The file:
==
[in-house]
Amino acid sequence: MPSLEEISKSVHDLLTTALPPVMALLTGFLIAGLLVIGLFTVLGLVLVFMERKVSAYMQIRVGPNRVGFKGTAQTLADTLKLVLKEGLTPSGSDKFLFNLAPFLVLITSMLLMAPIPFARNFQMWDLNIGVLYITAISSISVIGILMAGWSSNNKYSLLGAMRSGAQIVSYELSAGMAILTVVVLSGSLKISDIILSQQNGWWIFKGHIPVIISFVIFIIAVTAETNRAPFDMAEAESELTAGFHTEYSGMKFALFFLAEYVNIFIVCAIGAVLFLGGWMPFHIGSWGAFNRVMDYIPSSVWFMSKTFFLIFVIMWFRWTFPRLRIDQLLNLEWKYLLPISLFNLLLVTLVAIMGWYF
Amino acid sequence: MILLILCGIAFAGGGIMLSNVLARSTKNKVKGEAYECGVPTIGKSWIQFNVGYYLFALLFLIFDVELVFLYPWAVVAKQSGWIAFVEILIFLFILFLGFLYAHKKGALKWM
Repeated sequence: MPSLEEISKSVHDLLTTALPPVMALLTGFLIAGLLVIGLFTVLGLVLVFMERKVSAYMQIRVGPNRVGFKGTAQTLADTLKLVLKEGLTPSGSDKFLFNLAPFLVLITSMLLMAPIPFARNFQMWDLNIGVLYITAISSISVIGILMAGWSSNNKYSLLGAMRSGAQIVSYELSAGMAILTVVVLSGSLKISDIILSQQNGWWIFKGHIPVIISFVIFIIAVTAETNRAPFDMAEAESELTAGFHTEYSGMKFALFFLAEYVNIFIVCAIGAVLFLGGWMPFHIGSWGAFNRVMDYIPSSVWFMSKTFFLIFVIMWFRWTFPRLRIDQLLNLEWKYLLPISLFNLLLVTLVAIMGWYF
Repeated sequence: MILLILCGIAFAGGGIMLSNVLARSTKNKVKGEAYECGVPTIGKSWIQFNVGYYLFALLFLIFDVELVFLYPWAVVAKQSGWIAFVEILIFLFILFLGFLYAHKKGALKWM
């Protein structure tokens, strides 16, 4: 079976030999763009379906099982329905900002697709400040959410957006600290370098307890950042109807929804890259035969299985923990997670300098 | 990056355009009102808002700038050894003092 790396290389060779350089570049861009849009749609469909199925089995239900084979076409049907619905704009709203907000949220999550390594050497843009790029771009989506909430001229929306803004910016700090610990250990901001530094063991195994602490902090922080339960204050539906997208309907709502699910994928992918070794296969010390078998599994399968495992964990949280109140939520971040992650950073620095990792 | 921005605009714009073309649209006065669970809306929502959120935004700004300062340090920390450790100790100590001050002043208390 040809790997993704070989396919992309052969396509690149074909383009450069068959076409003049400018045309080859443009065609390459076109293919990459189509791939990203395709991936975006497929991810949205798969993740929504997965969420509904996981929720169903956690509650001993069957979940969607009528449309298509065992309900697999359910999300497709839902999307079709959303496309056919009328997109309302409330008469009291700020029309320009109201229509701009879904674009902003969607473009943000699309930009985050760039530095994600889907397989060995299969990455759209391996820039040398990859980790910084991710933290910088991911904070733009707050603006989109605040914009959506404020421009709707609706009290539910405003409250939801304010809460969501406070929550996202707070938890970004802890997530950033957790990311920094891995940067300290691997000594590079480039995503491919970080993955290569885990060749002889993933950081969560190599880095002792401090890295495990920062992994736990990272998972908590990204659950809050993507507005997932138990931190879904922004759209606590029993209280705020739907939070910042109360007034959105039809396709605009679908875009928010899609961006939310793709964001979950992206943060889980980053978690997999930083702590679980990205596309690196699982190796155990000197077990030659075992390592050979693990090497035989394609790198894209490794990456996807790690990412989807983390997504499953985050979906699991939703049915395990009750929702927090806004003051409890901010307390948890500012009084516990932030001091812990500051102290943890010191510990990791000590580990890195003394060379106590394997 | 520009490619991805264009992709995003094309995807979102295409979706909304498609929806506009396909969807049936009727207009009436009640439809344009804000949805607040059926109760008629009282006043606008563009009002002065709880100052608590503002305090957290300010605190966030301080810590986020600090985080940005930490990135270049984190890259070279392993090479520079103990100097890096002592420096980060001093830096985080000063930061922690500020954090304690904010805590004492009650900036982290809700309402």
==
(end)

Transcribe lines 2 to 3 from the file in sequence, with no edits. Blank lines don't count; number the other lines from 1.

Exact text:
Amino acid sequence: MPSLEEISKSVHDLLTTALPPVMALLTGFLIAGLLVIGLFTVLGLVLVFMERKVSAYMQIRVGPNRVGFKGTAQTLADTLKLVLKEGLTPSGSDKFLFNLAPFLVLITSMLLMAPIPFARNFQMWDLNIGVLYITAISSISVIGILMAGWSSNNKYSLLGAMRSGAQIVSYELSAGMAILTVVVLSGSLKISDIILSQQNGWWIFKGHIPVIISFVIFIIAVTAETNRAPFDMAEAESELTAGFHTEYSGMKFALFFLAEYVNIFIVCAIGAVLFLGGWMPFHIGSWGAFNRVMDYIPSSVWFMSKTFFLIFVIMWFRWTFPRLRIDQLLNLEWKYLLPISLFNLLLVTLVAIMGWYF
Amino acid sequence: MILLILCGIAFAGGGIMLSNVLARSTKNKVKGEAYECGVPTIGKSWIQFNVGYYLFALLFLIFDVELVFLYPWAVVAKQSGWIAFVEILIFLFILFLGFLYAHKKGALKWM